The bottom line is that the federal budget is better off by $11.5 billion

While inflation – which hit 7.8 per cent in December – has caused Australian households pain in the cost of living and squeezed businesses, it has also helped the budget outcome.

The government has also collected nearly $800 million in additional GST over the past six months. GST is levied at a rate of 10 per cent on a variety of goods and services which have faced rising inflation in recent months.

But the report shows the government is also behind on spending.

While the government spent about half of the entire fiscal year on key programs like Social Security and welfare, spending on programs like mining, agriculture, transportation and communications, fuel and housing lagged behind. Many programs required contracts with the state governments.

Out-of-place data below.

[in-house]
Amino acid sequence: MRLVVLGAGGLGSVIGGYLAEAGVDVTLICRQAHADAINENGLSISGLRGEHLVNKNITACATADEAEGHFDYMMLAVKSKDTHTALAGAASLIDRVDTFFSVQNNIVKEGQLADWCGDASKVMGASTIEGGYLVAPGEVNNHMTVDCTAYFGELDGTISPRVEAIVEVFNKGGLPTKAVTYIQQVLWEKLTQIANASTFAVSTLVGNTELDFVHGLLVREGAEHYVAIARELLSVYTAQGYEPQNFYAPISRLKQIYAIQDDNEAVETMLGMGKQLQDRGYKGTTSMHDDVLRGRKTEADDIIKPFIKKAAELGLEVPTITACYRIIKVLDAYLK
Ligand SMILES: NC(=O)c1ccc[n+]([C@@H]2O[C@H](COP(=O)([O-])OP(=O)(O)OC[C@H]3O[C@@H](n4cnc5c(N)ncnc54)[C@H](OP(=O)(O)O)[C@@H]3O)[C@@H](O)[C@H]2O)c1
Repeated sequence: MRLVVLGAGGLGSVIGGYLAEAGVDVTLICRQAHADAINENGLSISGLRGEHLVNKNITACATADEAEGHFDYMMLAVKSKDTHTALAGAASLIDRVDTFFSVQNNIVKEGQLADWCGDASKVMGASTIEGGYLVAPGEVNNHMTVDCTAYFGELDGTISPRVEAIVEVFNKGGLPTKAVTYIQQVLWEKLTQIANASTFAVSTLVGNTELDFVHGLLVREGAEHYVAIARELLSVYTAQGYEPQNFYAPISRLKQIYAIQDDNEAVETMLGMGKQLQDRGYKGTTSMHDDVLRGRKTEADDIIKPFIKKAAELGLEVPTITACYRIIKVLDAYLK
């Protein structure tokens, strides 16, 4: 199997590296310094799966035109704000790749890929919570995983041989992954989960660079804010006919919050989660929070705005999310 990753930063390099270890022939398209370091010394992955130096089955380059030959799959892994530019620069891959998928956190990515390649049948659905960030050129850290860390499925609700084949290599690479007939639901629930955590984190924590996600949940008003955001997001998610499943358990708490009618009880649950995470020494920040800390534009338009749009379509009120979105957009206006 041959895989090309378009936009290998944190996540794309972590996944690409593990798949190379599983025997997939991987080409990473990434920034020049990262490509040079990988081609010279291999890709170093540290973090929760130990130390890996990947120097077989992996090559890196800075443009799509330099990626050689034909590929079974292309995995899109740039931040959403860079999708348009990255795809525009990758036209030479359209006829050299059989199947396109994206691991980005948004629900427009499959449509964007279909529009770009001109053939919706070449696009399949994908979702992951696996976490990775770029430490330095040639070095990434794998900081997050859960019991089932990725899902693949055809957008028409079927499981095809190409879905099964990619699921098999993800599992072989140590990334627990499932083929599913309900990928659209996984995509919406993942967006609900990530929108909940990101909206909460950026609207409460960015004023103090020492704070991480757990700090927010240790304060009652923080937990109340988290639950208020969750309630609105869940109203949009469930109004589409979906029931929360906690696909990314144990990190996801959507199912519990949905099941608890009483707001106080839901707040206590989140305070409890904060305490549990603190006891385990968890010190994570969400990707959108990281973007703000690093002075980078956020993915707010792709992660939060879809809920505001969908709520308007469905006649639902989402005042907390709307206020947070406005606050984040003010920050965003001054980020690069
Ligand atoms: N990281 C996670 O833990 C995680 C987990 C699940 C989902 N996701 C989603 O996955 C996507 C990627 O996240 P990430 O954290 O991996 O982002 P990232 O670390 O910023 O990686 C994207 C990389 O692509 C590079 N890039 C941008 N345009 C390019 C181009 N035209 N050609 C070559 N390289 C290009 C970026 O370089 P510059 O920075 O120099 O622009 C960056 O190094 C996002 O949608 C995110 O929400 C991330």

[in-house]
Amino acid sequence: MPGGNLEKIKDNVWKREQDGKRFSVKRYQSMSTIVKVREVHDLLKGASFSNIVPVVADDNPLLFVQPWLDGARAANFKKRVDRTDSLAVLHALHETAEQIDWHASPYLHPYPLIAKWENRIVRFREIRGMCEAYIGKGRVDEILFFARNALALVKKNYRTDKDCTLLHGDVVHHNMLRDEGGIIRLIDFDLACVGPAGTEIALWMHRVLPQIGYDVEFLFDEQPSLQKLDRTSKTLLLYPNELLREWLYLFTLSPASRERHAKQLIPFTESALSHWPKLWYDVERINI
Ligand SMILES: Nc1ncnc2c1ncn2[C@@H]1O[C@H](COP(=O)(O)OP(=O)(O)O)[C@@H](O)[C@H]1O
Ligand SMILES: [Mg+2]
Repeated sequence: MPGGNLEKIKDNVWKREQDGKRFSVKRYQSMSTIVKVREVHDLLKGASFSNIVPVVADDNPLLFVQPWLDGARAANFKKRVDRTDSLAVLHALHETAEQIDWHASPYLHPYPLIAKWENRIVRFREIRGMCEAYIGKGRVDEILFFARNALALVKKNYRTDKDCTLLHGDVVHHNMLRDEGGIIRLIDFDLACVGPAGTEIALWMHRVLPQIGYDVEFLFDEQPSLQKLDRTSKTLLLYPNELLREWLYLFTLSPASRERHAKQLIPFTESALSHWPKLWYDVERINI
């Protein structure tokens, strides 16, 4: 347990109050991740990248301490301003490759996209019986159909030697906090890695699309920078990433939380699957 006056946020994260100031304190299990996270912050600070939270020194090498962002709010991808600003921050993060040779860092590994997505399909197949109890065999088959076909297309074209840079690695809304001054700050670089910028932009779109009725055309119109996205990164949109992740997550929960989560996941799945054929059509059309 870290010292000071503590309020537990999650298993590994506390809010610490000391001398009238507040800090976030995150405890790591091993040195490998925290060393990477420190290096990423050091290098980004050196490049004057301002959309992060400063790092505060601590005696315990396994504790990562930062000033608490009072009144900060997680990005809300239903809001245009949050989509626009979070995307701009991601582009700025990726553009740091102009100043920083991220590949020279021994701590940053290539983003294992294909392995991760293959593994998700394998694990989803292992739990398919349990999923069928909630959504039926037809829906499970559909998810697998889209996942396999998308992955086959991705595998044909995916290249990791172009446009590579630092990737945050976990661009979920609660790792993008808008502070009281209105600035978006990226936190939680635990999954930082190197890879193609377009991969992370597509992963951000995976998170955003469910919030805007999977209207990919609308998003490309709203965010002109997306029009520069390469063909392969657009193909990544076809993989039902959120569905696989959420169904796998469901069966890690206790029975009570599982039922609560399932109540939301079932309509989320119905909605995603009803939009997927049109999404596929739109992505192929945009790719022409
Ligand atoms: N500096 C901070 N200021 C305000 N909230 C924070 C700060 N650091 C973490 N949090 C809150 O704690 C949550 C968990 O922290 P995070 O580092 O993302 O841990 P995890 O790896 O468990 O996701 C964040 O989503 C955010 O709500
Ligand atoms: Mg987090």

Independent economist Chris Richardson said the increase in the government’s balance sheet was a godsend, not a solution.

“Outcomes over budget are now the norm around the world. And it’s NOT because governments are making tough decisions. That’s because inflation is taking the brunt,” he said.

“Inflation increases tax revenues more than government spending.”


Richardson said Australia’s budget gets additional help from the fact that the country is a big exporter of food and especially commodities like coal and iron ore.

“The price of that went up after Putin’s invasion of Ukraine, which gave an additional boost to tax revenues,” he said. The bottom line is that the federal budget is better off by $11.5 billion

Callan Tansill

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